In Russian, a colloquial word for prison is zone, “зона”. That which is dispiriting for the many is Stalker’s home and vocation. A decent job! A normal life is a prison, a chain of habits and aspirations. The Zone, on the other hand, has its own laws, reminiscent of an ocean’s nomadic motions. The Zone is a strange domain one must negotiate so as to discover who s/he is, to use Nietzsche's formulation of the ultimate calling, to face their ghosts, inhibitions, -- no guns, psycho-analysis and pharmaceuticals are tolerated here, -- to realise that one's innermost desires can be ascertained and fulfilled. In the allegorical Zone, this place is called the Room. No character in the film, besides the telepathic daughter of Stalker and an antecedent Stalker named Porcupine, enters the Room. The English word “porcupine”, again, does not do justice to the profound hues of meaning in the Russian “дикобраз”, comprised of “дикий” and “образ”: a savage image. Purcupine is a savage image of humanity who enters the Room, gets filthy rich once out of the Zone, and then, dismayed, commits suicide. What are your innermost desires? where do they come from and what are they directed toward?

Tarkovsky’s Sacrifice seems to imply that the Room is too remote a place for us, and shifts our attention toward a more basic territory. To begin with, we are to seek a boundary between the monochrome pursuits in the everyday and the Zone, the protected boundary between an arbitrary value system and one’s humanity.

Tarkovsky's own despair in his final years are channeled into The Sacrifice. In the background of the film is the ominous presence of nuclear warfare captured in a second-long episode of a thunderous explosion. Tarkovsky knows we’d keep waging wars one upon another.

Early on, the protagonist Alexander discusses with Otto, a postman, a passage from Nietzsche where Zarathustra falls on the ground, breathless. Setting the tone for the film, Nietzsche urges the reader to attempt to overcome the “dwarf” inside, the spirit of gravity taking pains to convince you that your innermost dreams are mere dreams, weak and worthless, that pursuing similar dreams to those around you is sign of humanity and civility, rather than a decadence.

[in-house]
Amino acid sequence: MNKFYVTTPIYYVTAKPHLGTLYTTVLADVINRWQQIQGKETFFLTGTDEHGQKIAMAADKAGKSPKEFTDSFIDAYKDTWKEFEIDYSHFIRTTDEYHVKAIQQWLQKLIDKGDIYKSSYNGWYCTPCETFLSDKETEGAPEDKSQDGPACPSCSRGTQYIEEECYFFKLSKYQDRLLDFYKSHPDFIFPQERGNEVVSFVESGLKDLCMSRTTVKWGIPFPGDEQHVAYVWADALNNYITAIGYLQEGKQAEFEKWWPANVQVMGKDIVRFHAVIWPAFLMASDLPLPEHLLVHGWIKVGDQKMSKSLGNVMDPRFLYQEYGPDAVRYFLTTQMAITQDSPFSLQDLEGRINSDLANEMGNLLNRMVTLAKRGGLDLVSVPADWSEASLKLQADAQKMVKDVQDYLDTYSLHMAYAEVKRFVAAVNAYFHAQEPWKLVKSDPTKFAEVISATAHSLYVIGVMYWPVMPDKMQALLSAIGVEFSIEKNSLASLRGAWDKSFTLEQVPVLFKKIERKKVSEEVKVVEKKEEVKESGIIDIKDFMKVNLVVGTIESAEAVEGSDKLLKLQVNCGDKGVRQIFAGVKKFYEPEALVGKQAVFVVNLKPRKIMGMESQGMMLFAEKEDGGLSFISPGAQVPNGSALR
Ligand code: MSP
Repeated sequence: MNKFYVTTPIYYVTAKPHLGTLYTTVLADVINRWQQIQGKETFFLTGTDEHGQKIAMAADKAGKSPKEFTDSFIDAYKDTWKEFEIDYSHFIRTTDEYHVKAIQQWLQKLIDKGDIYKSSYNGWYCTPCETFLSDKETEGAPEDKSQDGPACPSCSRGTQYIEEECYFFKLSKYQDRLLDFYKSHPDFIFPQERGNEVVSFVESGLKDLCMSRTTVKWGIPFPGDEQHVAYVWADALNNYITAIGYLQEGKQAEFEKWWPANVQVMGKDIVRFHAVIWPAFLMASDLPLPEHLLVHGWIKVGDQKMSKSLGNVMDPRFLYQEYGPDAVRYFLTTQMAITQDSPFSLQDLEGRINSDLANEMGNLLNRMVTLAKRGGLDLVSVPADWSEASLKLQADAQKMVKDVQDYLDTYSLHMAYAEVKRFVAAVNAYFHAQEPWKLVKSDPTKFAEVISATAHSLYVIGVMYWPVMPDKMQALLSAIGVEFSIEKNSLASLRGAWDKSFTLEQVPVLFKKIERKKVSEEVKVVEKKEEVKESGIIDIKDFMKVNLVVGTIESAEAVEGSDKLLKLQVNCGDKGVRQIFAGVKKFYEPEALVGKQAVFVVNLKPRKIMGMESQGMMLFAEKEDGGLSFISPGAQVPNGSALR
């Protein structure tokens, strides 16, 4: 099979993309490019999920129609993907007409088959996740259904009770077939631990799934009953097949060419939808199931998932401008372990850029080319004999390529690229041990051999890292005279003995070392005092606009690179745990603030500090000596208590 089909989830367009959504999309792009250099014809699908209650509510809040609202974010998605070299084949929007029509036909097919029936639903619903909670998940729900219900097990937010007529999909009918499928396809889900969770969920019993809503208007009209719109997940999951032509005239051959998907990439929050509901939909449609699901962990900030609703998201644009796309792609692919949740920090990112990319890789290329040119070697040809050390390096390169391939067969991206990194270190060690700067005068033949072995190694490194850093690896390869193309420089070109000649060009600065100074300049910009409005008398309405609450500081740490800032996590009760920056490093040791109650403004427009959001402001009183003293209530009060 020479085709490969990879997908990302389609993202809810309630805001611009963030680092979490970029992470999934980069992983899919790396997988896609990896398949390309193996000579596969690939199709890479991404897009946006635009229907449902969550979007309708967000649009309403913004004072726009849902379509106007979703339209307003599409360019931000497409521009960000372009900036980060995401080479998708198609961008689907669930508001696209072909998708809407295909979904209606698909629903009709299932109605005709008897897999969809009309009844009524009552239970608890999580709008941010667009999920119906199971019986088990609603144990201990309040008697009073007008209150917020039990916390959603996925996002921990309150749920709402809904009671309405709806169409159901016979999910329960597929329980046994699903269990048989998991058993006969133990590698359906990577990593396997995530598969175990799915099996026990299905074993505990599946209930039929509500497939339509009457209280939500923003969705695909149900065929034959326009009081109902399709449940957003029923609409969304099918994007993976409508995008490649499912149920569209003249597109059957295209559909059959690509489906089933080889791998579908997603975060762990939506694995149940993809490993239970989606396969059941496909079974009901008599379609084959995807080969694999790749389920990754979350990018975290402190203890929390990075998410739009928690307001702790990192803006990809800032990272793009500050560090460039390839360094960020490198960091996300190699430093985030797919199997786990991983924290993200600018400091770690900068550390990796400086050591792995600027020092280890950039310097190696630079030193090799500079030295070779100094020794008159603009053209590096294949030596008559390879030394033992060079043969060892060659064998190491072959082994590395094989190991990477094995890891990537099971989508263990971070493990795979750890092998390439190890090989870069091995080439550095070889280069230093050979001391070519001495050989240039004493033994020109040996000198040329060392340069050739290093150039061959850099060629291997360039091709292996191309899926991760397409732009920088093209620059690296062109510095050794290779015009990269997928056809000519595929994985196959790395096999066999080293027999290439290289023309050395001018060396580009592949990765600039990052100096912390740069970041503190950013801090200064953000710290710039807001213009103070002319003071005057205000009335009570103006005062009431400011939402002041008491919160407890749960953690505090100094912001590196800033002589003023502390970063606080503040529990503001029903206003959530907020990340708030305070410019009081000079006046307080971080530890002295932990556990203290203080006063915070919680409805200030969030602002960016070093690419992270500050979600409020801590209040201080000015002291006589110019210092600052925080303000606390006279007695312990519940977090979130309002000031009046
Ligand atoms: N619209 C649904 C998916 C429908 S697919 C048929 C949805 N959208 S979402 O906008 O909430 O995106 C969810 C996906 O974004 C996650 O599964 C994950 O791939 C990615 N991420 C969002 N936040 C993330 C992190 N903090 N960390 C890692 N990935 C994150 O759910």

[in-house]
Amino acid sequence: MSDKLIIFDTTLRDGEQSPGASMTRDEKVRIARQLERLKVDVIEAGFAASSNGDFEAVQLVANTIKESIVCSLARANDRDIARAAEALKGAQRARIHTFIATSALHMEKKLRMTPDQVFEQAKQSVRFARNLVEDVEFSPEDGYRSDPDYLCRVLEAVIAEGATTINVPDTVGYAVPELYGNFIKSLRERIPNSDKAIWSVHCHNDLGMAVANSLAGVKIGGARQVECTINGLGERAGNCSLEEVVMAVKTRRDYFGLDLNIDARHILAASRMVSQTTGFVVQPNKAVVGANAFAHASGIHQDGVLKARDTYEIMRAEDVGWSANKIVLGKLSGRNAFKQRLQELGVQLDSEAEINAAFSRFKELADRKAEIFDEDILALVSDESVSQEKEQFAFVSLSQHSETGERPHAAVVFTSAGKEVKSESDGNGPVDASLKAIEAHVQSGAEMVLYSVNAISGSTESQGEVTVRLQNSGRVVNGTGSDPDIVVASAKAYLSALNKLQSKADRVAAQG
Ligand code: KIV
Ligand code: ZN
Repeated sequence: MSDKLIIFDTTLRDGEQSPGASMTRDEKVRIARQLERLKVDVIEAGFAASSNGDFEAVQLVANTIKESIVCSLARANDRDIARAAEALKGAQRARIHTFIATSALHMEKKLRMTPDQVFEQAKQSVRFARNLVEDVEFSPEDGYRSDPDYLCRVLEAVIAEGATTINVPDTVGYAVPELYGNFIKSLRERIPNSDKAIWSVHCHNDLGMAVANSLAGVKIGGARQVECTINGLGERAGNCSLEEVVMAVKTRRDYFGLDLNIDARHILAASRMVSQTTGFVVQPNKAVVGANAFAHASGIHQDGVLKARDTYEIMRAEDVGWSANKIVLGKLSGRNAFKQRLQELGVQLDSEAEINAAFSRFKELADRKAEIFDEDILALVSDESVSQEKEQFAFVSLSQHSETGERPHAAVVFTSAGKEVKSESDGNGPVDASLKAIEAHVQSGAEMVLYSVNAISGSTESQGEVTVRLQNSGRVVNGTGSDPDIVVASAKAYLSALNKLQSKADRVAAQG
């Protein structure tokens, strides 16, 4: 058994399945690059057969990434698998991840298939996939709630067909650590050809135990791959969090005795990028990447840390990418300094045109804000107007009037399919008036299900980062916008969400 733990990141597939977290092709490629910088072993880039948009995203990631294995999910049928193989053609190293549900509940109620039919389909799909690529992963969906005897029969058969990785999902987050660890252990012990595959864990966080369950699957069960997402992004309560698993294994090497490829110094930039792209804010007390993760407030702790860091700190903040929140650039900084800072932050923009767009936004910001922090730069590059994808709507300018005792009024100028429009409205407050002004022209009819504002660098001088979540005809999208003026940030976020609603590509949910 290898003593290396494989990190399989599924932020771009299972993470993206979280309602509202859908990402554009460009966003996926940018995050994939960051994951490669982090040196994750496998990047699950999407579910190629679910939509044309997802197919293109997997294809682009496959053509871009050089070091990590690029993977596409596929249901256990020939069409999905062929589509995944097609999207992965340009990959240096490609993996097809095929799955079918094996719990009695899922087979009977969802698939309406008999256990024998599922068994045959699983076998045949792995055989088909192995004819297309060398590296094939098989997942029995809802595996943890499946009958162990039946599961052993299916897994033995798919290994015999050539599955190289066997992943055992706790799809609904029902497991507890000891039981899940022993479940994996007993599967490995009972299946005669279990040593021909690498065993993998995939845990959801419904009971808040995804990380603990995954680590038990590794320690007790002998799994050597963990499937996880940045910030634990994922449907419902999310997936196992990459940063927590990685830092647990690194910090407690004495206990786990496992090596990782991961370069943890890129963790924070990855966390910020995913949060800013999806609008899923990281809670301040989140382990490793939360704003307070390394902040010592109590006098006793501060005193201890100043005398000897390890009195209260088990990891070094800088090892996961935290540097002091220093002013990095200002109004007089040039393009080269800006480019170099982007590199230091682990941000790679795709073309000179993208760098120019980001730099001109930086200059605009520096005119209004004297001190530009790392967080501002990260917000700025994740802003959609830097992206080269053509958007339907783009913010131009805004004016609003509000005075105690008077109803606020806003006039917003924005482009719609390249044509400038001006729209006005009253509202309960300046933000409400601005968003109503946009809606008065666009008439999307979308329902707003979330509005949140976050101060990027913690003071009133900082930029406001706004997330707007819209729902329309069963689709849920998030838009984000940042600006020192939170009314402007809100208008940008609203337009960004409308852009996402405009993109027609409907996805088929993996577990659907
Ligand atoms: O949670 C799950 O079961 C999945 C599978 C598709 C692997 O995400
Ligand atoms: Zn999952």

A mad, dangerous passage -- look for it, for your own safety!

In his earlier films, Tarkovsky's characters are desperate to find a worthwhile ground for human existence in the world; though we may find it hard to relate to a warchild Ivan, or a troubled genius of the 15th century iconographer Rublev, the sci-fi mental trips of Kris on the orbit of Solaris, or the post-apocalyptic lands wandered by Stalker and his followers. In his last film, however, Tarkovsky brings a more tangible obstacle to our attention, not just the limits of our imagination.

The Sacrifice, edited while Tarkovsky was undergoing chemotherapy, is nearing its finale with Alexander setting on fire the dream of all Western dreaming, the dream of owning a home, typically, one's central material possession. Fire communicates a fierce sense of urgency, and home can mean many things. Desperate to feel a spiritual footing, Alexander is watching his country residence alight, in a ritualistic gesture, and then momentarily gets locked up, assisted by his caring family, the medical car driving off to one of the city’s rectifying leveling facilities. What fool would set his own house on fire, right?

And yet, in the manner of Tarkovsky’s oeuvre, this masterpiece does not end by accentuating the discord between the demands of searching for one’s own character and the pull of arbitrary cultural norms.

All of his films are imbued with beauty | the impossible occupies a sacred place in his work, like air in his blackening lungs.

The Sacrifice paints a cycle as Bach’s Matthew Passion accompanies both the beginning and the finale. At the outset, Alexander attempts to plant a dead tree, his son (youthful like Tarkovsky’s son and my boy) helps him to place pebbles at the base to secure it. They leave. Once Alexander is condemned to be diagnosed in an asylum, the beautiful boy returns to the crooked tree, on his own, with two metal buckets full of water he can barely handle.

Andrei Tarkovsky’s life was full of agonising moments, though it’s not an agonising portrait: when he, irrevocably ill, finally embraced and kissed Andriushka, crying like a child, he must have forgotten all the futile pain of this world and felt it is all worth it.

“Butchers! Monsters!”

Who is human, then?

Valery is a philosopher and educator who is thankful to Chloe for bulletproofing.